December 31, 2022

My Favorite Theatrical Things in 2022

Theater worked hard this year to come back from the pandemic. As part of those efforts, Broadway dropped its requirement that theatergoers show proof of being vaccinated and made mask wearing optional. Smaller off-Broadway theaters dropped the vaccination requirement too, even though many of them kept their masking mandates. 

And there were so many new shows this fall that sometimes two or even three of them opened on the same night as producers rushed to serve up the theatrical equivalent of comfort food: familiar titles (there are currently four Pulitzer Prize-winning plays—Between Riverside and Crazy, Death of a Salesman, The Piano Lesson, Topdog/Underdog—running on Broadway) starry casts (Hugh Jackman, Sarah Jessica Parker, Vanessa Williams, Samuel L. Jackson, Daniel Craig, Daniel Radcliffe) and lots of Sondheim.  

Some of those efforts were successful (several of those productions were terrific). But some weren’t (numerous performances, including the opening night of The Collaboration, the final Broadway production to open in 2022, had to be cancelled when cast members tested positive for the virus).  

Even in the before times, it could be hard for me to single out what was the best in a theatrical year and it’s even tougher to do that in these still fragile times. So I’m going to leave the anointing of this year’s best to my critical brethren and sistren (click here to read my pal Jonathan Mandell's annual compendium of their choices). Instead, to paraphrase the great Oscar Hammerstein, here are just a few of my favorite things:

Seeing A Case for the Existence of God: No play moved me more this year than Samuel D. Hunter’s quiet two-hander that opened at Signature Theatre all the way back in May. It started off as an uneasy reunion between two former high-school classmates (one black, gay and college-educated; the other white, straight and working class) but under David Cromer’s sensitive direction it evolved into a more encompassing meditation on both the feelings of alienation that have so divided this country over the past few years and the things we all share in common, managing in the end to offer a ray of hope for better times to come.

Reveling in Michael Potts' performance in The Piano Lesson.  There were plenty of performances I adored this year: Marylouise Burke in Epiphany, K. Todd Freeman in Downstate, Corey Hawkins in Topdog/Underdog, Linda Lavin in You Will Get Sick. But it was Potts who stood out most for me. In the midst of the dazzling constellation of stars—Danielle Brooks, John David Washington and Samuel L. Jackson—that director LaTanya Richardson Jackson assembled for this revival of August Wilson’s drama about the legacy of slavery, Potts stole every scene he was in with a performance that was so natural and so true that it didn't seem as though he was acting at all.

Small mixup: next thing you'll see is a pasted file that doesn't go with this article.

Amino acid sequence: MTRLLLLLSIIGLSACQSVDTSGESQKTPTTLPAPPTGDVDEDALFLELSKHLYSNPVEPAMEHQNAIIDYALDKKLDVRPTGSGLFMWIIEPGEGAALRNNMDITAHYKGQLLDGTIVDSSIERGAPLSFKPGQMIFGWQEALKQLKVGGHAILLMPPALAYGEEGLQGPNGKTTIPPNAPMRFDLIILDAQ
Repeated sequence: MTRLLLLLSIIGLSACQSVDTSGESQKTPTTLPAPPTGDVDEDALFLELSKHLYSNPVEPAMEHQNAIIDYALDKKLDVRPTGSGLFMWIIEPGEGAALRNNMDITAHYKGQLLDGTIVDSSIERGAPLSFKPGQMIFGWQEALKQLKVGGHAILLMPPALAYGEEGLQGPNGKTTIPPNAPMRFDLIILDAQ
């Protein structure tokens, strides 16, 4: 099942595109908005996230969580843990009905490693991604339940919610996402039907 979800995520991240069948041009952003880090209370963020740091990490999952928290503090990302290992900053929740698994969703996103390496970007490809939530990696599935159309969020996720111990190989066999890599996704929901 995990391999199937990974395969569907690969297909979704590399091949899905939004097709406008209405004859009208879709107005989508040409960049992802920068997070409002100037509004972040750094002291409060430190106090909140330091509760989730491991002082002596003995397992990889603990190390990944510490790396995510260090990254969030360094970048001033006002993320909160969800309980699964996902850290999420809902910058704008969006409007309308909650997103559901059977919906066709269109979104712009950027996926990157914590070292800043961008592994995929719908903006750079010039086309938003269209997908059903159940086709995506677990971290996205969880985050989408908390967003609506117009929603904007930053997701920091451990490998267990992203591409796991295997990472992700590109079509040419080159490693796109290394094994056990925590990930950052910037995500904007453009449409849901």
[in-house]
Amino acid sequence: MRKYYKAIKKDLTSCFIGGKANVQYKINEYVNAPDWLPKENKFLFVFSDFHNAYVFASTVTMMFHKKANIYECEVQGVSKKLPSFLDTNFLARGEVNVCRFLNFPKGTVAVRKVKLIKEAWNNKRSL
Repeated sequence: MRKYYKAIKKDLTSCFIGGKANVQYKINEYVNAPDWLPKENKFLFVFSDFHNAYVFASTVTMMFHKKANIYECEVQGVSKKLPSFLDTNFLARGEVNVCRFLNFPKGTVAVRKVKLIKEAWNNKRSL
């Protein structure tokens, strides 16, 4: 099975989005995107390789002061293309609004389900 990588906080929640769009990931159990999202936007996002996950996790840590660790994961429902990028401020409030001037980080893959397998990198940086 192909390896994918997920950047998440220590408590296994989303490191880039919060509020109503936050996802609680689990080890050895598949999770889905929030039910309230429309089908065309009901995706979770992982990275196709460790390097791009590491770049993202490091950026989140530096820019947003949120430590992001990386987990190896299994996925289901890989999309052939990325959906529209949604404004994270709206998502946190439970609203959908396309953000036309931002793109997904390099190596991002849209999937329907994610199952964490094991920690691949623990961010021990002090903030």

Discovering Lloyd Suh and Sanaz Toossi: One of the things I most love about going to the theater is finding new voices who allow me to see the world from a fresh perspective. Suh, a winner of this year’s Steinberg Award for mid-career playwrights; and Toossi, who only completed her M.F.A from NYU four years ago, each did that for me twice this year. His plays The Chinese Lady at the Public and The Far Country at the Atlantic looked at parts of the American experience that too often get left out of the history books. While her plays English, also at the Atlantic Theater; and Wish You Were Here at Playwrights Horizons upended conventional stereotypes about Muslims, particularly Muslim women, living in contemporary Iran. All four productions opened my eyes and made me eager to see what these playwrights do next. 

Marveling at John Lee Beatty’s set for Chester Bailey at the Irish Rep.  Sets don’t usually get attention unless they’re big and glitzy in some way. Beatty’s hauntingly beautiful creation was the opposite of that. It was just a unit set that didn't change much at all but with the help of Brian Levitt's exquisite lighting, it elegantly evoked New York’s old Penn Station, a WWII munitions factory and an isolated hospital ward as though it had been designed specifically for each location in Joseph Dougherty’s drama about the power of imagination to insulate us from even life's cruelest tragedies. The Irish Rep has always punched above its weight but this year it was one of the beneficiaries named in Stephen Sondheim’s will and it is clearly putting that money to good use.

The casting of black leading ladies in musicals.  Twenty-one musicals are running on Broadway during this holiday season and 15 of them have women of color starring in leading roles. It’s no surprise that shows like Aladdin, Hadestown, Hamilton, The Book of Mormon, The Lion King and A Strange Loop (its L. Morgan Lee is the first trans woman to get a Tony nomination) have non-white actresses in principal roles but those parts were written that way. 

What got my attention is that this year Emilie Kouatchou became the first black actress to play Christine in Phantom of the Opera and Brittney Johnson became the first black actress to step into Glenda’s shoes full-time in Wicked.